Talking tingles with ASMRtists
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ASMR (Autonomous Sensory Meridian Response) is taking the internet by storm. YouTubers producing ASMR visitors are enjoying massive success in terms of both subscriptions and views. This summer, GentleWhispering became the first channel to hit one million subscribers. W Magazine meanwhile, began a series where they invited celebrities to try and make their own ideas.
So, what exactly is ASMR?
Simply put, ASMR is a way of making, usually through videos, soft, relaxing sounds to trigger something called tingles, that are intended to be relaxing and soothing for the listener, to help with relaxation, anxiety, and sleep.
But what exactly are tingles and how are they created?
Benjamin Nicholls, who wrote the book ASMR: The Sleep Revolution, looking at ASMR psychology, is an ASMRtist (The word used by the community to describe people who make such videos) producing videos from his ASMR Gamer channel, with 61,000 subscribers describes tingles as: “The poster boys of the ASMR experience and the more peculiar physiological aspect of the phenomenon.”
Benjamin Nicholls, author of ASMR: The Sleep Revolution
He goes on describe what happens when you feel a tingle: “You feel a soothing chill through your scalp and neck, which almost sounds oxymoronic which again lends itself to why ASMR is difficult to describe. Even after the tingling dissipates you are left in a more relaxing state, almost a trance, with a heightened concentration coupled with less stress.”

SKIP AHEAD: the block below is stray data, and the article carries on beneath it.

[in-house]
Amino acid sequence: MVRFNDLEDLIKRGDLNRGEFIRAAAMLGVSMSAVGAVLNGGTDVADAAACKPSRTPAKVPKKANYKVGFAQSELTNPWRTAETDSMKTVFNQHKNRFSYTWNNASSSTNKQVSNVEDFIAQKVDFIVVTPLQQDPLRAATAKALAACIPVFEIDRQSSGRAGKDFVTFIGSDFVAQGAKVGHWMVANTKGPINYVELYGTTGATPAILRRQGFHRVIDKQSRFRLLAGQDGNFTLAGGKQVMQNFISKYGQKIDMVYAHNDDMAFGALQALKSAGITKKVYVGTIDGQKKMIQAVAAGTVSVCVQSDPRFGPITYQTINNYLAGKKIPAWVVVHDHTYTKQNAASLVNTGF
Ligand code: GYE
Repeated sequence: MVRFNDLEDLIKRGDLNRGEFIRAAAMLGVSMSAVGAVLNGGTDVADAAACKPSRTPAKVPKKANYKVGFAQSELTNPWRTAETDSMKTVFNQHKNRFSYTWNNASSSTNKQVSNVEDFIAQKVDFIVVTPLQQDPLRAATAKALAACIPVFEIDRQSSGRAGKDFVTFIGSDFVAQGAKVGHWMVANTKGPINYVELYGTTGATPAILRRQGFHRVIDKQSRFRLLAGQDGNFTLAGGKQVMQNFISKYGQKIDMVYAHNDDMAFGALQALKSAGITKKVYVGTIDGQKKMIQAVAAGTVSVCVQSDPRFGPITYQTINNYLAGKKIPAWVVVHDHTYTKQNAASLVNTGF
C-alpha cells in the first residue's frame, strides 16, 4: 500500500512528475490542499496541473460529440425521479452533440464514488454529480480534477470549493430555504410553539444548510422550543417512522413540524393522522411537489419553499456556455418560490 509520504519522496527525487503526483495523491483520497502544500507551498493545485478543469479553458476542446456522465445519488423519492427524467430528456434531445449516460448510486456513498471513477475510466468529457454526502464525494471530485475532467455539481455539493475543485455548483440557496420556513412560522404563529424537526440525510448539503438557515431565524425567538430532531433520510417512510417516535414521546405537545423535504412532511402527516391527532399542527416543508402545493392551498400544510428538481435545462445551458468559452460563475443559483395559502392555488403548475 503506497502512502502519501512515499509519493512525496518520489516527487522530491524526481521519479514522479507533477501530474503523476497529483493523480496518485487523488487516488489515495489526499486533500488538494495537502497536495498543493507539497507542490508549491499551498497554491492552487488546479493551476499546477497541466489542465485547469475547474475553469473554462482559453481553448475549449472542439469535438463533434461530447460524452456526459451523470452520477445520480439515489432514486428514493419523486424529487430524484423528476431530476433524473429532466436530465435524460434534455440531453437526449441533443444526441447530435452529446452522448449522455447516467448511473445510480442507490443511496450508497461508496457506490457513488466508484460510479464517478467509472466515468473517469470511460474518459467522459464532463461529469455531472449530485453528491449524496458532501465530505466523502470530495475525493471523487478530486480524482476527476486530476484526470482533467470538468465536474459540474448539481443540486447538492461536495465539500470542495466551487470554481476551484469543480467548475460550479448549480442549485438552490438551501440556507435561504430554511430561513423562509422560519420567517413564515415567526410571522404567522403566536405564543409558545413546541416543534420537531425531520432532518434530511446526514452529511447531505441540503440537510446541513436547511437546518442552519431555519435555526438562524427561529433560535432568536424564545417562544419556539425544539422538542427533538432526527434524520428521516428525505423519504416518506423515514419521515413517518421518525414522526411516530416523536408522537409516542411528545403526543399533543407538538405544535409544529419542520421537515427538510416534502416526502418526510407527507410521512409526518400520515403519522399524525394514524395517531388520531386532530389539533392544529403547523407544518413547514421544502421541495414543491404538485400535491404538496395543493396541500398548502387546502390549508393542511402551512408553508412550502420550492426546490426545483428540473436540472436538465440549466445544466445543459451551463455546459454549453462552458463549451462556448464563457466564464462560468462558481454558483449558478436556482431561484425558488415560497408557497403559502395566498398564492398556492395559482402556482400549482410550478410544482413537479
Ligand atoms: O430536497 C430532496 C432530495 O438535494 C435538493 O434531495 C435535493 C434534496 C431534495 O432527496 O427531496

Lilium, a Danish ASMRtist with over 200,000 subscribers on her channel, TheOneLilium ASMR, describing the phenomenon as: “The feeling of becoming lighter and heavier simultaneously. It's a feeling of zoning out and in at the same time. It's blissful and the most relaxing feeling to have tingles.”
She goes on to describe this as a “unique feeling”, that causes her to get, “butterflies in my stomach that slowly and calmly flies all the way through my chest and expands to my legs and arms and eventually my head”, which eventually makes her fall asleep.
Lilium, a Danish ASMRtist
Whilst, Ira, the Russian ASMRtist behind ASMR COSMONAUT with 8,300 subscribers, compares them to “pleasant waves”, before explaining: “I feel something like entrancement: my body freezes in one position, so as not to ‘frighten off’ the approaching feelings. At the same time, I'm completely focused on the perception of my feelings and the trigger that causes them. This is the difficulty in obtaining the first ASMR experience: you need to be able to let yourself relax, even when the head is packed with a lot of thoughts.”
Triggers do not appear to be exclusive to ASMR, with all three noting that they first experienced triggers before they were introduced to ASMR.
“I have experienced tingles throughout my life but never knew what it was or that anyone else experienced it”, Nicholls explains, before noting that on car journeys hum of the engine and the rocking of the car would cause a “fuzzy feeling” in his head, or when teachers would read out in a soft tone.